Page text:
As an initiative to increase female participation in businesses, a number of companies have begun to recruit women, in the fields that previously disregarded women. Taxi companies that had always hired men till last year, have broken the restrictions and lately employed women – both educated and uneducated to register as drivers. Two prominent Taxi service companies (one being an international), began trainings for women drivers to advance their leadership skills, and enhance their capacities. Seeing women Tuk – Tuk and Taxi drivers is something unusual for Sri Lanka. Yet, today there are nearly 25 – 30 women driving Tuk – Tuks, and 10 – 15 driving Taxis (cars) in the capital city and its suburbs.We are given training on etiquette and on security before we begin work with the company. The company also conducts awareness programs on issues that might arise on the roads, when we are with customers. At first I was worried; later I got to know that the company takes down details of every passenger, in order to ensure security to both, the passenger and the driver. I drive my own Tuk – Tuk to take hires through this company”, says 44 year old Manoji [not her real name] from the outskirts of Colombo.

Extending of opportunities for women to step behind the wheel for public hires has increased their levels of economy. Deepani (not her real name) is a young mother of three who had struggled for long with an irresponsible husband, who drove a Tuk for hires. When Deepani heard about the Taxi Company, she took her husband’s              Tuk – Tuk and registered herself with the company. Soon she earned enough to exchange her three – wheeler for a small four – wheeler. “I have to pay a monthly lease for my new car, but I know I can do it. I feel economically secure than before. I can also control my husband’s behaviour now.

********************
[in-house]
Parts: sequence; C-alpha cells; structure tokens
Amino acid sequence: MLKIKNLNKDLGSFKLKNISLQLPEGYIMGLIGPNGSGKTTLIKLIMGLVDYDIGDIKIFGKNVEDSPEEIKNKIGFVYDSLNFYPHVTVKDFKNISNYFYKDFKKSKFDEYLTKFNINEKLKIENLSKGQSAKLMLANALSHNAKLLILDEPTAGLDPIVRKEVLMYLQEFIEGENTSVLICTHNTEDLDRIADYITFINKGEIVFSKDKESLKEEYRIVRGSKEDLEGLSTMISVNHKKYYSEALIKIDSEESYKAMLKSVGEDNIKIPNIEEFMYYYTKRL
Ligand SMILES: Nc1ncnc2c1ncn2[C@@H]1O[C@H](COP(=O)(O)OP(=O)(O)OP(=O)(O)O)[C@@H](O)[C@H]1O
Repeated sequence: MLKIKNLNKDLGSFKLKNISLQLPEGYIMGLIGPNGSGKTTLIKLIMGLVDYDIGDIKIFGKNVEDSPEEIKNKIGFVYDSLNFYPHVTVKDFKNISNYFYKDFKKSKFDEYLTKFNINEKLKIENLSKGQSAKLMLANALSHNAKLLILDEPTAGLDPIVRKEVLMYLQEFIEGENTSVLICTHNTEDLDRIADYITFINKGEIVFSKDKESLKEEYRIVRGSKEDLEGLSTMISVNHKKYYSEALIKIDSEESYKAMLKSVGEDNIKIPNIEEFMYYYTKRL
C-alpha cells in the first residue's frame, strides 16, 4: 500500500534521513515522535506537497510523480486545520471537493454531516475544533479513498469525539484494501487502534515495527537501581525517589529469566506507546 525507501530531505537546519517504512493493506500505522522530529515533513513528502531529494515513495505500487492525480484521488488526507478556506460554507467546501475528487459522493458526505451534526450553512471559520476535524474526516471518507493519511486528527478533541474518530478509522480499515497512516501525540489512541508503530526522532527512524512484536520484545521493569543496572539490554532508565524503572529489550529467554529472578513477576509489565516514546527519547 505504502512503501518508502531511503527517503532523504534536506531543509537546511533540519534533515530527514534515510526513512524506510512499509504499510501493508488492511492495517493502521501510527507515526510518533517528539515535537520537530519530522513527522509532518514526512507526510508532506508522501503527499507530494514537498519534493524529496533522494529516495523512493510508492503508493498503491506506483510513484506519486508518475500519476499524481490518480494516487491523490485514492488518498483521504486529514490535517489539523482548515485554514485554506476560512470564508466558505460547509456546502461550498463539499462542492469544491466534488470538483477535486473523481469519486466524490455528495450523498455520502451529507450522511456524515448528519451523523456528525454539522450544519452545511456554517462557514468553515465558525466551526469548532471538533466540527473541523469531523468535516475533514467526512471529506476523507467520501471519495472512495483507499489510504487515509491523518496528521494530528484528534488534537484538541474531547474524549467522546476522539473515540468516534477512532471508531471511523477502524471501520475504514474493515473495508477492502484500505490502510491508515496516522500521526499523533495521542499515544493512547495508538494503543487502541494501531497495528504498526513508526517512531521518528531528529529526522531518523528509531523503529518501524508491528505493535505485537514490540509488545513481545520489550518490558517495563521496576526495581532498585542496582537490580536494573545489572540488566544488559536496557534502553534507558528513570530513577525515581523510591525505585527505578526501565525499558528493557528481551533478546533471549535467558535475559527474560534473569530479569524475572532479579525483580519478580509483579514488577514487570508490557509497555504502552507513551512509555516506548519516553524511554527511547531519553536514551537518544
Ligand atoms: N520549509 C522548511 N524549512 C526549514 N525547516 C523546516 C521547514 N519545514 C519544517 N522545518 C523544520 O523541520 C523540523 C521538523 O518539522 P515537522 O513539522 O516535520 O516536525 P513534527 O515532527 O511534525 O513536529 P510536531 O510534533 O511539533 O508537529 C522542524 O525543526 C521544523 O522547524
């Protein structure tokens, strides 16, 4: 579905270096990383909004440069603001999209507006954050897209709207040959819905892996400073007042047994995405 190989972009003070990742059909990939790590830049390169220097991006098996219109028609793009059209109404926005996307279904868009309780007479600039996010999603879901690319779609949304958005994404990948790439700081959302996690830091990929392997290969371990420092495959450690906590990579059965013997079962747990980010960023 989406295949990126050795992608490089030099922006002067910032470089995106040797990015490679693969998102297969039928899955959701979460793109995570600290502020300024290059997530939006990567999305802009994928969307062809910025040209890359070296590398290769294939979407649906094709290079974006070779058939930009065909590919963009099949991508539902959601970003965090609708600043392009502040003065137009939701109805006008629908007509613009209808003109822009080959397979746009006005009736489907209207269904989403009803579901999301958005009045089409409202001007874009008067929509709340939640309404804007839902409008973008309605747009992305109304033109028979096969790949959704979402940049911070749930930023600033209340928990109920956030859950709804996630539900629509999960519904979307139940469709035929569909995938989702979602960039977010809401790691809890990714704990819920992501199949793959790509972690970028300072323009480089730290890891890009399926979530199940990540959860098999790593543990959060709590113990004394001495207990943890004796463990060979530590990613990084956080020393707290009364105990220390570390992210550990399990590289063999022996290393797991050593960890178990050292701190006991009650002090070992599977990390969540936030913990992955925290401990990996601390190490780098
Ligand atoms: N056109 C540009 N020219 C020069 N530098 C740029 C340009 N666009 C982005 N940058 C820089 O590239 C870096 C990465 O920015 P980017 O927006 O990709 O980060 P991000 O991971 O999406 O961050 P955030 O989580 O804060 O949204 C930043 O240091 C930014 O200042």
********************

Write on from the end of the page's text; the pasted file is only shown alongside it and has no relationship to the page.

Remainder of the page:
Thirty – eight year old Vindya (not her real name) who has a degree in Business Administration, resigned from her job as being Assistant – Manager in a renowned company to be with her children. As a single mother, she wanted to spend more time with her two young girls. “I came to know about this internationally owned Taxi Company, and thought it would be a great place of work for me. I love to drive. And here I am today, taking hires in my own car, meeting new people – locals and foreigners, earning good money, and still having time for my girls.

The reproductive roles that women have on them, do not allow most women to engage in economic activities out of their homes. The patriarchal systems in the society prevent women from doing certain jobs. Yet, today Sri Lanka proudly witnesses the shifts in the paradigm. Having women behind wheels as Tuk – Tuk and Taxi drivers does not only benefit the female drivers alone. The women and children who feared to travel in Tuk – Tuks and Taxis after a particular time of hour, or to certain places, feel safer with women drivers around in the city today. Women engaging with transport services increase the safety of the public – especially of women and children, and this initiative supports women drivers as well as the passenger.

Women’s participation in every field of work is not only important, but is also influential on the society. Women’s contribution in different industries not only links to women’s economic empowerment, but is also a crucial element for a country’s economy. When women are economically empowered, it reflects on their families as a whole. Economically empowered women have a voice in a society. When women are economically empowered they receive the strength to overcome violence and discrimination.

…………. there is no tool for development more effective than the empowerment of women” – Kofi Annan.

Evelyn Ariyaratnam | Sri Lanka